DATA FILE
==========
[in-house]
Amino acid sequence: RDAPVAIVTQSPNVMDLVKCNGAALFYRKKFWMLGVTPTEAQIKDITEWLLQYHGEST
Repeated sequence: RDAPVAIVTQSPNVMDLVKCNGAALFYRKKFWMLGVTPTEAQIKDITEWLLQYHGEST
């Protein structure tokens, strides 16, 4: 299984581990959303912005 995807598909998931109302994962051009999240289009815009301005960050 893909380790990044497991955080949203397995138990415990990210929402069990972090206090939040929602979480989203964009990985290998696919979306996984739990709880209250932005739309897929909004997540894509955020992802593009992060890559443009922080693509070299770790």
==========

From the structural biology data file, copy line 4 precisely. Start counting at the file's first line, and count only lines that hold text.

């Protein structure tokens, strides 16, 4: 299984581990959303912005 995807598909998931109302994962051009999240289009815009301005960050 893909380790990044497991955080949203397995138990415990990210929402069990972090206090939040929602979480989203964009990985290998696919979306996984739990709880209250932005739309897929909004997540894509955020992802593009992060890559443009922080693509070299770790």